Long-term rates level will be lower and we would advise, and Catia will talk about it after, that maybe you should commit for medium term contract. Supply will be high, this is what Catia has said, so we’ll see that there will be too many, many ships on the market coming in, continue to come in and blank sailings will continue. Which is also disrupting the service, because for us, when you propose a solution, when we build up a transport plan, we always need to have a backup service because you never know, even if we have visibility ahead of a month roughly, to get the view on the blank sailings, you still need to find some alternative solutions, so that is disrupting the service.

Also what we will see is that shipping lines are working on their schedule reliability. We’ve seen very big efforts that have been made in the previous months coming from 30, below 30%, schedule reliability overall to about 70%. So this is something where shipping lines are inclined to really work on offering a better quality of service, which might also be complicated with the ups and down in the blank sailings, but at least that’s what they plan.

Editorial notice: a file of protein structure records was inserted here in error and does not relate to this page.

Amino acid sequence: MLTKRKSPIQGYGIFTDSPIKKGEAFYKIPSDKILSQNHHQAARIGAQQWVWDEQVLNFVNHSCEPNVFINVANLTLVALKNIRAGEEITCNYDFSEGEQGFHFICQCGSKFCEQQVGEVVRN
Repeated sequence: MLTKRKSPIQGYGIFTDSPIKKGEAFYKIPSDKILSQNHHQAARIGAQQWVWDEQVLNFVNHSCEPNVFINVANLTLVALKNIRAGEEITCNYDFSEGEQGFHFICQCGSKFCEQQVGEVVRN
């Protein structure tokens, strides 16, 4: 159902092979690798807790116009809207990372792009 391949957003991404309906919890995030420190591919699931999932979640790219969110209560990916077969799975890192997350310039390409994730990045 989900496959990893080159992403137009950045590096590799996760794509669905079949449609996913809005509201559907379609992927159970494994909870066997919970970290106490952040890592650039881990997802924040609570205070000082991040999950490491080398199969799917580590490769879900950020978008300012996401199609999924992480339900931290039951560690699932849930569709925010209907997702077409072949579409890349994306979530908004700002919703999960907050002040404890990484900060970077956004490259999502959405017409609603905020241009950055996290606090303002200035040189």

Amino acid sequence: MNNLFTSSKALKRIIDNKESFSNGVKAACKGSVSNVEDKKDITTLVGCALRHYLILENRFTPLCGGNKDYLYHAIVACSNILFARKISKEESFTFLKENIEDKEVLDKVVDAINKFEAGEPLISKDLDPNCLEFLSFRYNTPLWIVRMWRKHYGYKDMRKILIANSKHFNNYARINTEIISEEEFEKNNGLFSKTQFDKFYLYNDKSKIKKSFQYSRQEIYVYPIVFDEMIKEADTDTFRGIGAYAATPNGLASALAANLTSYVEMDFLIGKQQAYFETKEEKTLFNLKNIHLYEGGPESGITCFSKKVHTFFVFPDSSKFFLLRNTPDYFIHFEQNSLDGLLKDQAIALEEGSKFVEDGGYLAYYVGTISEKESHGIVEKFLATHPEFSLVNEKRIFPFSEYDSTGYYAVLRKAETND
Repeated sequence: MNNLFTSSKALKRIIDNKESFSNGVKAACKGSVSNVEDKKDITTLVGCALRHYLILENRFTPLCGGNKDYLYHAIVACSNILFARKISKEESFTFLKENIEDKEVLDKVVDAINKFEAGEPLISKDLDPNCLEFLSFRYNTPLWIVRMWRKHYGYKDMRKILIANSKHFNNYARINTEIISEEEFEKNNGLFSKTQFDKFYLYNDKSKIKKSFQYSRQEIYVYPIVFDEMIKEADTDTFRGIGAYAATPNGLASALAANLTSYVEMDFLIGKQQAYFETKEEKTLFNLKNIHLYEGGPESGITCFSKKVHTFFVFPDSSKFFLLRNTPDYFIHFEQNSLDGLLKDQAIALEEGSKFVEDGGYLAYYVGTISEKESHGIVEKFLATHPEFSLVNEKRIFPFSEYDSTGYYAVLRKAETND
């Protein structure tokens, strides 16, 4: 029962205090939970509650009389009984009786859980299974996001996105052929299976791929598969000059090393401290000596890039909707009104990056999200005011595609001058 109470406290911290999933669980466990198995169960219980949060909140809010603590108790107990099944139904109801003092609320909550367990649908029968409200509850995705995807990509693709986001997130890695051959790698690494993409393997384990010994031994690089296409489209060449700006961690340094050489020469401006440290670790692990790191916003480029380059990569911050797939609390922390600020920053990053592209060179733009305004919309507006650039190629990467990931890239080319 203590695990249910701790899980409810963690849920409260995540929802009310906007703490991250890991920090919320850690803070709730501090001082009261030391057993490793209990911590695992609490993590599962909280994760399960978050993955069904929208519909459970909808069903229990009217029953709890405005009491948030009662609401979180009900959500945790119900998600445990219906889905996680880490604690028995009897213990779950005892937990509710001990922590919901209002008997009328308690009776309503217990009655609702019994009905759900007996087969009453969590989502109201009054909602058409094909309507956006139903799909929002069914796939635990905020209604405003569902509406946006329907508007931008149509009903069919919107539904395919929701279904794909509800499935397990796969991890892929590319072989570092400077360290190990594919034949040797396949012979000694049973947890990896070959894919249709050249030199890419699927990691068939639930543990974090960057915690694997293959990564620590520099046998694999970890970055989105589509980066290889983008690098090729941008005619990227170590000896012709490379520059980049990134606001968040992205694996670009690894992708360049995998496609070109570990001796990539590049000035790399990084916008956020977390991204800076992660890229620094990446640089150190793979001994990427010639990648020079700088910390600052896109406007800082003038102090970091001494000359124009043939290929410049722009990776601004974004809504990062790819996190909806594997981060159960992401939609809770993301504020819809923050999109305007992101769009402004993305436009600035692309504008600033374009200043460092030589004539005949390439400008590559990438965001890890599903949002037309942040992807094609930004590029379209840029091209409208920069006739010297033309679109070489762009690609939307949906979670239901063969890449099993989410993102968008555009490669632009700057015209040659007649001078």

And the third thing I’d like to mention is decarbonisation, is about sustainability. This is key. We all know that we are all working towards 2045 climate neutrality and we should all make efforts. If I take Hapag-Lloyd as an example, they are modernizing their fleet. They are bringing it, for example, efficient ship on biofuel over 13,000 TEUs, plus 12 new dual ships, that is of 23,000 TEUS, which means that when they bring these new ships, they will also work in parallel with the existing fleet by phasing out old and inefficient vessels and broadly upgrading the current fleet, which is about 150 ships.